RE: using breadboards

Yes sorry the flat pack name has always stuck with me because the surface
mount processors look like the original flat packs with more legs.  So sorry
that was my bad for using the wrong acronym.

Ken 

-----Original Message-----
From: programmingblind-bounce@xxxxxxxxxxxxx
[mailto:programmingblind-bounce@xxxxxxxxxxxxx] On Behalf Of Lloyd Rasmussen
Sent: Thursday, February 26, 2009 10:37 PM
To: programmingblind@xxxxxxxxxxxxx
Subject: RE: using breadboards

There were certain kinds of IC's in the past called flat packs.  But you are
probably referring to surface mount components.  I am amazed by how
miniaturized things have become over the past 50 years.  The main circuit
board for the NLS player and the Victor Stream has about 20 IC's on it,
including voltage regulators, the ARM9E processor, a digital-to-analog
converter, flash memory, dynamic RAM, headphone amplifier and speaker
amplifiers.  Both of these players run Linux.  You could learn some
electronics if you began reading various articles from QST magazine over the
next couple of years in your "copious free time".  There are meters for
measuring resistance, capacitance, etc.  As you obtain components, you could
develop a filing system so you know, for example, where your 2.2 K ohm
resistors are.  That's the advantage of building your own circuits.  The
disadvantage is that they won't be as small as the state of the art now
permits.  

Lloyd Rasmussen, W3IUU, Kensington, Maryland
Home:  http://lras.home.sprynet.com
Work:  http://www.loc.gov/nls
 

> -----Original Message-----
> From: programmingblind-bounce@xxxxxxxxxxxxx [mailto:programmingblind-
> bounce@xxxxxxxxxxxxx] On Behalf Of Bryan Schulz
> Sent: Sunday, February 22, 2009 6:22 PM
> To: programmingblind@xxxxxxxxxxxxx
> Subject: Re: using breadboards
> 
> what are flat pack parts?
> 
> Bryan Schulz
> The BEST Solution
> www.best-acts.com
> 
> 
>       ----- Original Message -----
>       From: Ken Perry <mailto:whistler@xxxxxxxxxxxxx>
>       To: programmingblind@xxxxxxxxxxxxx
>       Sent: Sunday, February 22, 2009 4:36 PM
>       Subject: RE: using breadboards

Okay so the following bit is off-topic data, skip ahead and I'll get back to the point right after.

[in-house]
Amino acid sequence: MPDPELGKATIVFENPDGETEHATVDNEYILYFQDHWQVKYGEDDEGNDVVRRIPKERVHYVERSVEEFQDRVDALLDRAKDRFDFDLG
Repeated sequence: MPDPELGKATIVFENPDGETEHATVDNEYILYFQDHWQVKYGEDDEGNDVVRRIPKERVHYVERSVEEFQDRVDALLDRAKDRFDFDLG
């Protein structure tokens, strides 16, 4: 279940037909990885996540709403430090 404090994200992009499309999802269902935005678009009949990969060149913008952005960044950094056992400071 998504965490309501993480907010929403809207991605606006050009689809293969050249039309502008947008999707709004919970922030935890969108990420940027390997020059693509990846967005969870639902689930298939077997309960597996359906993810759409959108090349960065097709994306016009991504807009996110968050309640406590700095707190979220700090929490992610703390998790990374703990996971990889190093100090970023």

> 
> 
> 
> 
>       Well soldering blind can be done with the larger components but just
> get your first flat pack set and try to line up all those little legs and
> if you're not using flat pack components now days you're in the dark ages.
> 
> 
> 
>       Ken
> 
> 
> 
>       From: programmingblind-bounce@xxxxxxxxxxxxx
> [mailto:programmingblind-bounce@xxxxxxxxxxxxx] On Behalf Of Bob Kennedy
>       Sent: Sunday, February 22, 2009 4:19 PM
>       To: programmingblind@xxxxxxxxxxxxx
>       Subject: Re: using breadboards
> 
> 
> 
>       Good points Ken.  And the problem with soldering blind?  I know it
> can be done, I do it quite often.  But not in such tight places or where
> heat can destroy something.  But I'll never be the one to say it can't be
> done.
> 
> 
> 
>       If you figure out color coding make sure to share it?  Unless it's
> having someone tell you the colors...
> 
>               ----- Original Message -----
> 
>               From: Ken Perry <mailto:whistler@xxxxxxxxxxxxx>
> 
>               To: programmingblind@xxxxxxxxxxxxxx
> <mailto:programmingblind@xxxxxxxxxxxxx>
> 
>               Sent: Sunday, February 22, 2009 4:07 PM
> 
>               Subject: RE: using breadboards
> 
> 
> 
> 
> 
>               Ok Tylor this is what I did in the military before I lost my
> site.  I am going to only say this once and people can jump on me all they
> want.  You are wasting your time.   When it comes to coding I was willing
> to help if your thinking of building your own circuit boards blind you are
> just plain wasting your time.  I am not saying doing it is impossible I am
> saying doing it is a waste of time.  Let me say it one more time. Waste of
> time.  If you want to design some small device that is fine use the single
> board development kits that are out there that come with everything you
> need on a single board and just code for it.  Then once you have a product
> developed on that board you pay a large company that does this to pair
> your device down to what you need.
> 
> 
> 
>               You said you understand polarity that is great do you
> understand pnp transistors, logic chips, can you look at them and tell
> which side the positive goes on?  Can you look at a resister and tell the
> color coding without help?  Can you read the chips codes and tell what
> they are can you see which direction has the power pins on it?  You will
> blow up more components than it's worth and when you get right down to it
> you will be able to do only the most simple circuits blind with a bread
> board.  So you will be able to design almost nothing for a cost of a lot
> of hours.  Sure you will learn something but the question is is it a good
> expenditure of your time?
> 
> 
> 
>               You could spend $274 on a single board development kit and
> have something working tomorrow.  Something that has already went through
> the testing for power supplies and electric signal interference.  Whereas
> what you would build on a bread board might just make good smoke the first
> 90 times.
> 
> 
> 
>               Ken
> 
>               Ken
> ...

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